SPECIAL NOTE: Unfortunately many people don't know a lot about food and cooking. So - if you want to change the way anyone (or society) eats - don't talk to them about what NOT to eat. Teach them what TO eat. Give them options.This first blog is about a seasonal cooking class taught at the San Francisco Ferry Building Farmers Market. The market is a wonderful place to spend a Saturday - if you're around San Francisco and haven't gone yet - make a date to visit soon. The market is run by the nonprofit group - The Center for Urban Education about Sustainable Agriculture (CUESA) See CUESA.org.
The theme of the class (and the recipe) came from my recent book, Cool Cuisine - Taking the Bite Out of Global Warming.
The day started with a market trip shopping for the freshest, local ingredients around. All farms at the Ferry building are a 150 miles to the market or closer. What a dramatic improvement from the 1,500 mile trip that the average meal travels to get to your dinner plate.
Today's recipe is Autumn Tempeh Salad (recipe at the end of blog). It starts with Kabocha squash, known to be one of the sweetest winter squashes.
Cut the squash in half, remove the seeds (you can bake and eat them just like pumpkin seeds) and take off the skin.
Cut into 1" squares, toss with olive oil, fresh rosemary and salt, and roast on a baking sheet in a SINGLE layer. This is ideal because where the squash and pan touch is where the most caramelization (sugar enhancement) of the squash occurs.
Next step is to marinate our protein - tempeh. Tempeh is made from soybeans like tofu, but it is less processed, fermented and has a stronger, nutty flavor. If we want to fight the Global Warming Diet and move toward a Cool Cuisine - learning more about meat alternatives is important. Livestock add at least 18% to world wide green house gas emissions. Cutting down the amount we eat is key.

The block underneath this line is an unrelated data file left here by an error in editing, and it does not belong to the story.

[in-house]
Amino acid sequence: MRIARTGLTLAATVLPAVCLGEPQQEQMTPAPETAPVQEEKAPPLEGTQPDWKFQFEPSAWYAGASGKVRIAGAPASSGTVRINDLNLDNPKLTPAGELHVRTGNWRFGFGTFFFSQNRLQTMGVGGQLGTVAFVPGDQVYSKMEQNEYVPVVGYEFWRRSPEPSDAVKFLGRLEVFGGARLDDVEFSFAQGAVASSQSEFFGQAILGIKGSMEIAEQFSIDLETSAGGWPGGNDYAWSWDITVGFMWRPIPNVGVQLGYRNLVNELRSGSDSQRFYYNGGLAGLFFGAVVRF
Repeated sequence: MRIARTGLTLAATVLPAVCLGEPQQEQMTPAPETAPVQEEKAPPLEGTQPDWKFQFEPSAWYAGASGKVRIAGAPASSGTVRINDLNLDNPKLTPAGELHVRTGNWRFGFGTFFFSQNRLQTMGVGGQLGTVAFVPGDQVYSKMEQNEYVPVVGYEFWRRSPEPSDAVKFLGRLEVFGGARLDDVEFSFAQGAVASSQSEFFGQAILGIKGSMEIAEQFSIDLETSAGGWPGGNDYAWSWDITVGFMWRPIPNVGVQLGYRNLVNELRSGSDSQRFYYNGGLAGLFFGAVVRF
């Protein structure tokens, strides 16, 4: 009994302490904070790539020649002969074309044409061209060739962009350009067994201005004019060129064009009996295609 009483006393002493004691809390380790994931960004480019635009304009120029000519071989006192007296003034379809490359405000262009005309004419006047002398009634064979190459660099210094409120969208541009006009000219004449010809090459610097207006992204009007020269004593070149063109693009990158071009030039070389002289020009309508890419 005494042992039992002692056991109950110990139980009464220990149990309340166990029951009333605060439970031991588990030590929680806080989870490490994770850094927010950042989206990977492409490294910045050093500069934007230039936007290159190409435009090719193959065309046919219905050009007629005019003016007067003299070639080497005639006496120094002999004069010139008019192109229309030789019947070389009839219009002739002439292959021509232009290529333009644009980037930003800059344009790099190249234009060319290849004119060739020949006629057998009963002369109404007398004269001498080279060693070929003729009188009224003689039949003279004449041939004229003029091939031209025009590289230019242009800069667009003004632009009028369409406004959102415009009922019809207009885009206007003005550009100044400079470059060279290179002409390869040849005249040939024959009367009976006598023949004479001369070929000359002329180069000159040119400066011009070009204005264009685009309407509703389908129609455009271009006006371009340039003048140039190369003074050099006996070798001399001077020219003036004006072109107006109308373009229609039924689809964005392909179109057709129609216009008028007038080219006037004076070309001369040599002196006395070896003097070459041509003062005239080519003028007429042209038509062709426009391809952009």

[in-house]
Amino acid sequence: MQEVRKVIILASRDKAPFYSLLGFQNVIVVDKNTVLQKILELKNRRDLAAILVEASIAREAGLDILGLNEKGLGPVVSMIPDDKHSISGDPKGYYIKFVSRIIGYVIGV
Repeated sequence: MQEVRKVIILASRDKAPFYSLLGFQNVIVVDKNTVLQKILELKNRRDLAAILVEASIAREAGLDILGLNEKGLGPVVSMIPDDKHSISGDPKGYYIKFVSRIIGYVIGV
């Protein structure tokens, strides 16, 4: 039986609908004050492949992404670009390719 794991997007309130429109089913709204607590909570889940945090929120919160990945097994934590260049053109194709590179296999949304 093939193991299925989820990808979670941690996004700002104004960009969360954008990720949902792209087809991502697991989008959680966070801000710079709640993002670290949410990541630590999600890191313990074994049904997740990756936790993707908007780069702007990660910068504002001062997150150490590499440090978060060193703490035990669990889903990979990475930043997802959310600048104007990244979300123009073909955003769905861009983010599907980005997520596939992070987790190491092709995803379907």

Once tempeh is marinating, prep the other veggies. Celery stix offer the best "mouth feel" if we "string" them before we eat them.
When cutting peppers, cut down right where the white "vein" attaches to the outside pepper. This technique leaves a "pepper skeleton," which requires no further cleanup and is easy to compost.
Dicing of onions is also assisted with proper technique. Cut onion in half, slice each half vertically and horizontally to create a checkerboard, then slice into a dice. Watch the video on http://www.globalwarmingdiet.org/resources for a closer look at this process.
Preheat a pan and saute the tempeh in olive oil to form a crispy crust.
Wow! For best results, get your pan really hot. If it gets too hot though, add A LITTLE wine, water or verjus to cool it off and release the "fond" (the brown flavor-filled stuff that attaches to the bottom of the pan.
Verjus is a delicious "not-so-sweet" cooking liquid / juice made from "non ripe" grapes.
Always show your students what the food looks like. This is the best way for them to learn.
Combine all the ingredients in a bowl and voila! - Autumn Tempeh Salad!
Autumn Tempeh Salad
Adapted from a recipe by chef Carolyn Peters
1 1/2 # Kabocha or other winter squash, cut into 1” cubes
1# turnip or rutabega, cut into 1” cubes
1 T olive oil
1 ts. salt
1 ts. each dried rosemary, thyme and sage
1 10-oz package tempeh, any style
2 T. soy sauce
3 T verjus (see note)
1 T olive oil
2 stalks celery, diced
½ red pepper, chopped
½ red onion, finely diced
¼ cup fresh parsley, chopped
2 T. dried currants or raisins
1. Preheat oven to 400F. Toss root vegetables with olive oil and salt and dried herbs; place in a baking dish in one layer. Cover with foil and bake for 20 minutes. Remove foil and stir squash. Return to oven uncovered and bake another 15-20 minutes. Check for doneness; fork should easily pierce squash, but not too soft that it’s falling apart. Set aside to cool.
2. While squash is baking, cut tempeh in half and steam for 15 minutes. Remove from steamer and let cool. Mix together remaining ingredients in a large bowl. Add tempeh, cut into 1” cubes. Toss in cooled squash and taste for seasoning. Serve.
NOTE: Verjus is a tart, slightly sweet, fresh juice made from unripe wine grapes. It is used for things such as deglazing pans, in sauces, dressing and for poaching fish. Similar to wine, it adds acidity and flavor to a dish.
650-855-7100 www.laurastec.com Laura@LauraStec.com